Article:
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Employee Stock Options Incentive Effects: A Cpt-Based Model

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  • Hamza Bahaji

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    (DRM - Dauphine Recherches en Management - CNRS : UMR7088 - Université Paris Dauphine - Paris IX)

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    Abstract

    This paper examines the incentives from stock options for loss-averse employees subject to probability weighting. Employing the certainty equivalence principle, I built on insights from Cumulative Prospect Theory (CPT) to derive a continuous time model to value options from the perspective of a representative employee. Consistent with a growing body of empirical and experimental studies, the model predicts that the employee may overestimate the value of his options in-excess of their risk-neutral value. This is nevertheless in stark contrast with a common finding of standard models based on the Expected Utility Theory (EUT) framework that options value to a risk-averse undiversified employee is strictly lower than the value to risk-neutral outside investors. In particular, I proved that loss aversion and probability weighting have countervailing effects on the option subjective value. In addition, for typical setting of preferences parameters around the experimental estimates, and assuming the company is allowed to adjust existing compensation when making new stock option grants, the model predicts that incentives are maximized for strike prices set around the stock price at inception. This finding is consistent with companies' actual compensation practices that standard EUT-based models have difficulties accommodating their existence.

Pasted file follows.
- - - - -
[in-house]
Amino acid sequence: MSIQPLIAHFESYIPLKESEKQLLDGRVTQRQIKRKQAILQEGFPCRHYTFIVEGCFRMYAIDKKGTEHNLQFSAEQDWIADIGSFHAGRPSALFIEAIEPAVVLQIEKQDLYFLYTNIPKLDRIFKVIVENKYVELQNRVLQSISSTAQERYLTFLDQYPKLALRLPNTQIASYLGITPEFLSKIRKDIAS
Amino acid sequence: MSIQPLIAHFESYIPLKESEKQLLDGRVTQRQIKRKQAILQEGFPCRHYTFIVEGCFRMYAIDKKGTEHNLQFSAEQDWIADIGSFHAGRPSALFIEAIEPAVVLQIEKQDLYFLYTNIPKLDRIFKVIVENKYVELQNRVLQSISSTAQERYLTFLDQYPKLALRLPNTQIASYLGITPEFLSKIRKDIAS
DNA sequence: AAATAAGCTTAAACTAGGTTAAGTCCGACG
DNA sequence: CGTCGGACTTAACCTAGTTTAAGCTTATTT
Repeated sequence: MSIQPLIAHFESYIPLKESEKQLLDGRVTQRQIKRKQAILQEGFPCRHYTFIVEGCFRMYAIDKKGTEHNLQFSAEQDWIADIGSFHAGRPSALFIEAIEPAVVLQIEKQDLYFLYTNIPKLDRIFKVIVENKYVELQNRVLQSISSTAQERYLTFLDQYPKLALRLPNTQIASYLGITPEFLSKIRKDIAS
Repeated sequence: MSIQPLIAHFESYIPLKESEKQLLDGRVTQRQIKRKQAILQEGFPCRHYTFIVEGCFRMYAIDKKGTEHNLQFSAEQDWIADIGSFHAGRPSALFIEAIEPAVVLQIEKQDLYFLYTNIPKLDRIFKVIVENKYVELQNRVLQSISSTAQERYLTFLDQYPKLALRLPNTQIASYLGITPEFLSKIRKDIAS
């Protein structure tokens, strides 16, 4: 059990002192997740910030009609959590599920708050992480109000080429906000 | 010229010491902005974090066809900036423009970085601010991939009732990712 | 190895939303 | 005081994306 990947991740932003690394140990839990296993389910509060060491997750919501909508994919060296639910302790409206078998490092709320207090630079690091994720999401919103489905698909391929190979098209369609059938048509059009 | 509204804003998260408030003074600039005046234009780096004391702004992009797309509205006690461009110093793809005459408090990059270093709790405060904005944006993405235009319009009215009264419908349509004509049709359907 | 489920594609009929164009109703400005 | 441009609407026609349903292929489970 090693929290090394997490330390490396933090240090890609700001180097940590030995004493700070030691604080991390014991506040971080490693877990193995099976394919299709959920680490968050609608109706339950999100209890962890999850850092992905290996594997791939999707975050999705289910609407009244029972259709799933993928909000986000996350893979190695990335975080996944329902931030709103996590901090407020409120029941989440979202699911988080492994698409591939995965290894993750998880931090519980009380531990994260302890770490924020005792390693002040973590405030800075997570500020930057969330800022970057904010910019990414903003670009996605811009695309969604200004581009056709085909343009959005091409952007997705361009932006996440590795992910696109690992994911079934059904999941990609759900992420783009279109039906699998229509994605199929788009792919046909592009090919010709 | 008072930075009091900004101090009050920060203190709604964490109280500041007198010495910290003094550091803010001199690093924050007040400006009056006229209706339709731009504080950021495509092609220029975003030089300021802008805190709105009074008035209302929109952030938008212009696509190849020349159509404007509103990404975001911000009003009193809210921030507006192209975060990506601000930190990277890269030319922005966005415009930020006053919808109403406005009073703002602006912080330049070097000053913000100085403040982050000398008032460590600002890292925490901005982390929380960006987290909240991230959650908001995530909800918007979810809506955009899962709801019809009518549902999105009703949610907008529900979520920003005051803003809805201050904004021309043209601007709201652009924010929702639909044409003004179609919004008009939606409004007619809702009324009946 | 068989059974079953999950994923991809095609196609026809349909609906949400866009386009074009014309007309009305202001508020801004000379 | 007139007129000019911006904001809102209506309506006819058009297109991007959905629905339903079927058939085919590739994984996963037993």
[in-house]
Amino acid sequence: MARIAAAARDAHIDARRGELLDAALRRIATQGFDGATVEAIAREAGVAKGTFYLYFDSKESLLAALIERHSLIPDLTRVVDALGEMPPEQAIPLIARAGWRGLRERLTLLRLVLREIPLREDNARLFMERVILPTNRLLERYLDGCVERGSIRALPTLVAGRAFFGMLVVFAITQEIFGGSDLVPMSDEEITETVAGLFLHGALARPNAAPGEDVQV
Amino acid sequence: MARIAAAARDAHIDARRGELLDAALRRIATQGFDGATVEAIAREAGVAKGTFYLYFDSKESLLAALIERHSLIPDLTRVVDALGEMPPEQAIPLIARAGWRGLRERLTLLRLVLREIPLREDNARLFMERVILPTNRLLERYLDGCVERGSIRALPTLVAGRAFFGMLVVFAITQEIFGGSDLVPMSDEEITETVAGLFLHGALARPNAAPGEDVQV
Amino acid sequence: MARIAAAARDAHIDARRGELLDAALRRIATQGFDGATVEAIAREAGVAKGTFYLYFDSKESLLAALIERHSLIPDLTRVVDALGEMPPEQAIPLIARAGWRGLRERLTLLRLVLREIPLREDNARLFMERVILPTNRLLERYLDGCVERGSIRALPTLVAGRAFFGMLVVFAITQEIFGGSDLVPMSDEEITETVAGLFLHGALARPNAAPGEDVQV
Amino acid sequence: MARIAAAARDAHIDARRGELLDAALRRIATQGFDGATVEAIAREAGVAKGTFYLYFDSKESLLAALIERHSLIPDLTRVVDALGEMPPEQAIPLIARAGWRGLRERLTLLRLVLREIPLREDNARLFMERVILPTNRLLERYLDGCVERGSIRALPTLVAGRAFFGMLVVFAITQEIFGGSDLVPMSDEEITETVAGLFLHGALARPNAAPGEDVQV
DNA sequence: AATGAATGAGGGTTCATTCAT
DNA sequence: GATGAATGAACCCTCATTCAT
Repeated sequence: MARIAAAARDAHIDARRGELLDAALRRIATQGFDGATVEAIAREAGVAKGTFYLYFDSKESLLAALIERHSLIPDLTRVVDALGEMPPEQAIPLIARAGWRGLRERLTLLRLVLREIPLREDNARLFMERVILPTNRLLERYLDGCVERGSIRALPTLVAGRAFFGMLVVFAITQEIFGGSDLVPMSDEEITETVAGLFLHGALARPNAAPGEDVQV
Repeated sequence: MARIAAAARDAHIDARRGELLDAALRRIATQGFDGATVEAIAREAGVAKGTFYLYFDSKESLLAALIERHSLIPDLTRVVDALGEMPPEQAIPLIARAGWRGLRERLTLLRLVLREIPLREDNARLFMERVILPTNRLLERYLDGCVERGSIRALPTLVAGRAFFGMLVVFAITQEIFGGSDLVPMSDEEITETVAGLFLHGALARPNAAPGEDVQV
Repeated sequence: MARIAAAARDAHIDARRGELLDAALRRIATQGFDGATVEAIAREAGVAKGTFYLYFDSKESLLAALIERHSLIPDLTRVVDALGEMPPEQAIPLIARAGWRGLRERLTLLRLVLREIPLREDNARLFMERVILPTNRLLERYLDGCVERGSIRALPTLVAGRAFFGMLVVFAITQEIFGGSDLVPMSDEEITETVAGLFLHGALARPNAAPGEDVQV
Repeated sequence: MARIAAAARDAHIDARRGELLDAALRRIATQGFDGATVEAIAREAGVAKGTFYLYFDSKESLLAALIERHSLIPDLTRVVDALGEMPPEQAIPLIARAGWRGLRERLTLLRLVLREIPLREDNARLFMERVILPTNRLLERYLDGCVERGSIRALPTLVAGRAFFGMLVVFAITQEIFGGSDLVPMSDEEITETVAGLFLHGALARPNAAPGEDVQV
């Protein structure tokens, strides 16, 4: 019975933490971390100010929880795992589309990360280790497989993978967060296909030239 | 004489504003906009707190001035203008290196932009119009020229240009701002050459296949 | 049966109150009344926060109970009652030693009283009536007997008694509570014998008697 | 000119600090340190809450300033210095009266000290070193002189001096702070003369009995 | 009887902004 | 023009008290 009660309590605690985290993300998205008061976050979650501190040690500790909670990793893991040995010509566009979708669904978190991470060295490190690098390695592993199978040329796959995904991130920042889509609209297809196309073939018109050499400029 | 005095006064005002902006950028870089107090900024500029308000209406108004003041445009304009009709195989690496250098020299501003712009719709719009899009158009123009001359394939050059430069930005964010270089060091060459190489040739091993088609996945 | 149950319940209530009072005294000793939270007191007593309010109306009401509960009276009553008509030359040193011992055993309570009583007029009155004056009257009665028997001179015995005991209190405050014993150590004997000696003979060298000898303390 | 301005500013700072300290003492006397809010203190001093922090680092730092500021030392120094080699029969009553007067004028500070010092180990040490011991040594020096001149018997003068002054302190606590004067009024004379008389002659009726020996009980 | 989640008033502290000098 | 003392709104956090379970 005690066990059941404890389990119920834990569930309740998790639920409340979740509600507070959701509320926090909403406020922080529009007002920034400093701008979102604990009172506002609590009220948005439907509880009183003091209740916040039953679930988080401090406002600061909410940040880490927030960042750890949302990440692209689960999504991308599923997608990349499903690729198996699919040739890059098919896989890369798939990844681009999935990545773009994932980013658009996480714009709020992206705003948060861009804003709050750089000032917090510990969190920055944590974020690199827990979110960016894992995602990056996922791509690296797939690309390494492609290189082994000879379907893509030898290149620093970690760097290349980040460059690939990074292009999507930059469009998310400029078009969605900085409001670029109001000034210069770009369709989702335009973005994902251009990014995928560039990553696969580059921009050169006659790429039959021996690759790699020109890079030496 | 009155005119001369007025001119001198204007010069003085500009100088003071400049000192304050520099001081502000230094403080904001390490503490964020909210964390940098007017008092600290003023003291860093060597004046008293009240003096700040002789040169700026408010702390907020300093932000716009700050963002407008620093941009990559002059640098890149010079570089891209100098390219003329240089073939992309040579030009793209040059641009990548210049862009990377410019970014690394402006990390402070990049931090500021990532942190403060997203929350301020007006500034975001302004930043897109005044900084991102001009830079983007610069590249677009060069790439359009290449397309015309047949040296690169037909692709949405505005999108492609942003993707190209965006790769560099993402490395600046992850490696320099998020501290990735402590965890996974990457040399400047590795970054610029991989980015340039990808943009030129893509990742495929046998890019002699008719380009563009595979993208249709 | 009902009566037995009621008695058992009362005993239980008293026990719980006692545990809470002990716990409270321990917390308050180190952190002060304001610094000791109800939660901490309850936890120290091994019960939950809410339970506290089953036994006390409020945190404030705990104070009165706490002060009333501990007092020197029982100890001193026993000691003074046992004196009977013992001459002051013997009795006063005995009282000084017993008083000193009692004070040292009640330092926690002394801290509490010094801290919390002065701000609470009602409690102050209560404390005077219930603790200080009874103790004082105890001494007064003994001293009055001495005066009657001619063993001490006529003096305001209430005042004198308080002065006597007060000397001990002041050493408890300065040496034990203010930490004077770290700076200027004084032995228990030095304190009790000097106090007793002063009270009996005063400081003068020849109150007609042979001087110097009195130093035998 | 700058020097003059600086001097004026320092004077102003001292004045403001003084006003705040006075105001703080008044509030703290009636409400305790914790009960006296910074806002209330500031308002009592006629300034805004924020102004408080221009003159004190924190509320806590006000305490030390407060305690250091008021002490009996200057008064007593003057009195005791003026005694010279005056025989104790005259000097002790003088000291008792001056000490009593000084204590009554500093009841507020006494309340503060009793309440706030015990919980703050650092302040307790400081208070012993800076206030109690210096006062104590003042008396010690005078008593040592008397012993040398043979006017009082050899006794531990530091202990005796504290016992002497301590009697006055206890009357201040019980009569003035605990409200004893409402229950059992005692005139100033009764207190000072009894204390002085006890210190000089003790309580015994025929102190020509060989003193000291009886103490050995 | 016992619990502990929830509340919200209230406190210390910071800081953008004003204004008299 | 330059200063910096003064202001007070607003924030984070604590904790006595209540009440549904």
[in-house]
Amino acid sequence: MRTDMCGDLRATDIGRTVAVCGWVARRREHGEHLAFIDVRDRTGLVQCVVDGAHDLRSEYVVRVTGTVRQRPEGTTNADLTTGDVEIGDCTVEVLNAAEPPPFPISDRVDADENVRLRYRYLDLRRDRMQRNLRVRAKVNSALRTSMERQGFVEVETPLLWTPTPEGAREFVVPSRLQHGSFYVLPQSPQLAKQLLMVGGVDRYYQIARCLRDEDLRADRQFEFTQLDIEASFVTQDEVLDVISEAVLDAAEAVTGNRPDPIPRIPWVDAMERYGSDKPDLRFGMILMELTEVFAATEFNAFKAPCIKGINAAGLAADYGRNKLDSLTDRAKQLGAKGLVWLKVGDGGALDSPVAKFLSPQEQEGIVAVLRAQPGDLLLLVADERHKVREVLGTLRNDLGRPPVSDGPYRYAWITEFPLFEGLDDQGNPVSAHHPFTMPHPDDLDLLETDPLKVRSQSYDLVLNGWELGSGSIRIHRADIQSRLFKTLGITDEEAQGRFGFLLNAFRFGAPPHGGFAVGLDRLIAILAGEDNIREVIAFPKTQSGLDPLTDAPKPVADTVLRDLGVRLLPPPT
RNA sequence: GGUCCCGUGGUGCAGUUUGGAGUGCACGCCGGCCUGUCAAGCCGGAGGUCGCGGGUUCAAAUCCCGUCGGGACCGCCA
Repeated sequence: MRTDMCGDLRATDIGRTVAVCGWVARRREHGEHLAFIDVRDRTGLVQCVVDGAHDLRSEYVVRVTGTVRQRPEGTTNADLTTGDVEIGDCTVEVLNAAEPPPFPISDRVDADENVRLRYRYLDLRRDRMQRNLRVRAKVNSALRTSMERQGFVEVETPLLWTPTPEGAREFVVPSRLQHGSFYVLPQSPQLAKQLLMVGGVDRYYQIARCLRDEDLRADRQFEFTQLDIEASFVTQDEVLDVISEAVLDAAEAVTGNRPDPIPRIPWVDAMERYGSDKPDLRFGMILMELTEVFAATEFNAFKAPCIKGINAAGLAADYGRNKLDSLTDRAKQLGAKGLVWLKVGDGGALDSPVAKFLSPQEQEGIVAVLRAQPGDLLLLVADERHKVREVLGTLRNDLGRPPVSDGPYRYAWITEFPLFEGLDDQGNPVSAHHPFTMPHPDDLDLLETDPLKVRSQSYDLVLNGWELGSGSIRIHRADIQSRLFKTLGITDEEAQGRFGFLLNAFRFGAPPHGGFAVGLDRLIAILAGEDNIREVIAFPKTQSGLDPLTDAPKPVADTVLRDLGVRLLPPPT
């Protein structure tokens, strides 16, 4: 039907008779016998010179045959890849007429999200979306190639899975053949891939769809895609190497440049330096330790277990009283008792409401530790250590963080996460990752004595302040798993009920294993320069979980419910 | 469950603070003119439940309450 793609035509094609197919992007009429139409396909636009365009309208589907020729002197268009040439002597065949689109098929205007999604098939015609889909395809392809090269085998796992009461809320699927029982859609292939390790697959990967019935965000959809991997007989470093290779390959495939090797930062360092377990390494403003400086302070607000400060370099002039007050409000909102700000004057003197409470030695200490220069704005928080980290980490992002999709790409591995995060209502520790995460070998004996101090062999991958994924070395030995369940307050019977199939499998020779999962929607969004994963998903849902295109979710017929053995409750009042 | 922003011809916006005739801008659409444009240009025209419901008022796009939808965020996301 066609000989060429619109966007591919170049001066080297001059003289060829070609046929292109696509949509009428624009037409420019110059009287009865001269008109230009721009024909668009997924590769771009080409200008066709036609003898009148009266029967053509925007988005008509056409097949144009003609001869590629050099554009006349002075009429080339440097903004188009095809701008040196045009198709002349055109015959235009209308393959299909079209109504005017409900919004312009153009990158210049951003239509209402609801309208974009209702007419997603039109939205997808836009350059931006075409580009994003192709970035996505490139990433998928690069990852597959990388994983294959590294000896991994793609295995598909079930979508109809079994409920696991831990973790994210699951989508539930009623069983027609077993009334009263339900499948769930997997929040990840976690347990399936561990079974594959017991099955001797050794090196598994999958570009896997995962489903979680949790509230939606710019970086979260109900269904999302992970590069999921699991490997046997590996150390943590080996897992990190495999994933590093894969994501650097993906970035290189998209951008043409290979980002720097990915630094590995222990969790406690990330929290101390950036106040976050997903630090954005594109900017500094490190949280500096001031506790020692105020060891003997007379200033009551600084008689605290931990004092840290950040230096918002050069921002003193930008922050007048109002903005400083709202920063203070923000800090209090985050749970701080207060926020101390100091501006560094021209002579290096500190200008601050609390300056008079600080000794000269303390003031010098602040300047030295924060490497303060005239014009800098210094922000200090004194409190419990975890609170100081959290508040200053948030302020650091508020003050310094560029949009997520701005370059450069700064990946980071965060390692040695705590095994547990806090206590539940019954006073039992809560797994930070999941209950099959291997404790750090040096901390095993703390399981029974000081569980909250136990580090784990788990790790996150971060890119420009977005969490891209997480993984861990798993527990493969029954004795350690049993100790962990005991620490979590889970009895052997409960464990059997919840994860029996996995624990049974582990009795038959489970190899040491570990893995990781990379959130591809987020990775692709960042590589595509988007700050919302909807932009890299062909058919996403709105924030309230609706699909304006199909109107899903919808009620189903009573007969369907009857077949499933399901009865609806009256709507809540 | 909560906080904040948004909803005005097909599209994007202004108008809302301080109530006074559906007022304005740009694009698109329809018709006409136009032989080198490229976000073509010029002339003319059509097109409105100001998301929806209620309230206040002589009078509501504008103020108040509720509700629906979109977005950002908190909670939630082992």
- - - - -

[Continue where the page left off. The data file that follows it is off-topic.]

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    Bibliographic Info

    Paper provided by HAL in its series Working Papers with number halshs-00618477.

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    Date of creation: 01 Apr 2011
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    Handle: RePEc:hal:wpaper:halshs-00618477

    Note: View the original document on HAL open archive server: http://halshs.archives-ouvertes.fr/halshs-00618477/en/
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    Related research

    Keywords: Stock options; Cumulative Prospect Theory; Incentives; Subjective value;

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    1. Chip Heath & Steven Huddart & Mark Lang, 1999. "Psychological Factors And Stock Option Exercise," The Quarterly Journal of Economics, MIT Press, vol. 114(2), pages 601-627, May.
    2. Johnson, Shane A. & Tian, Yisong S., 2000. "The value and incentive effects of nontraditional executive stock option plans," Journal of Financial Economics, Elsevier, vol. 57(1), pages 3-34, July.
    3. Ingolf Dittmann & Ernst Maug, 2007. "Lower Salaries and No Options? On the Optimal Structure of Executive Pay," Journal of Finance, American Finance Association, vol. 62(1), pages 303-343, 02.
    4. Vicky Henderson, 2005. "The impact of the market portfolio on the valuation, incentives and optimality of executive stock options," Quantitative Finance, Taylor & Francis Journals, vol. 5(1), pages 35-47.
    5. Huddart, Steven & Lang, Mark, 1996. "Employee stock option exercises an empirical analysis," Journal of Accounting and Economics, Elsevier, vol. 21(1), pages 5-43, February.
    6. Maug, Ernst & Dittmann, Ingolf, 2007. "Lower Salaries and No Options: The Optimal Structure of Executive Pay," Sonderforschungsbereich 504 Publications 07-41, Sonderforschungsbereich 504, Universität Mannheim;Sonderforschungsbereich 504, University of Mannheim.
    7. Kevin F. Hallock & Craig Olson, 2006. "The Value of Stock Options to Non-Executive Employees," NBER Working Papers 11950, National Bureau of Economic Research, Inc.
    8. Amos Tversky & Daniel Kahneman, 1979. "Prospect Theory: An Analysis of Decision under Risk," Levine's Working Paper Archive 7656, David K. Levine.
    9. Ingolf Dittmann & Ernst Maug & Oliver Spalt, 2010. "Sticks or Carrots? Optimal CEO Compensation when Managers Are Loss Averse," Journal of Finance, American Finance Association, vol. 65(6), pages 2015-2050, December.
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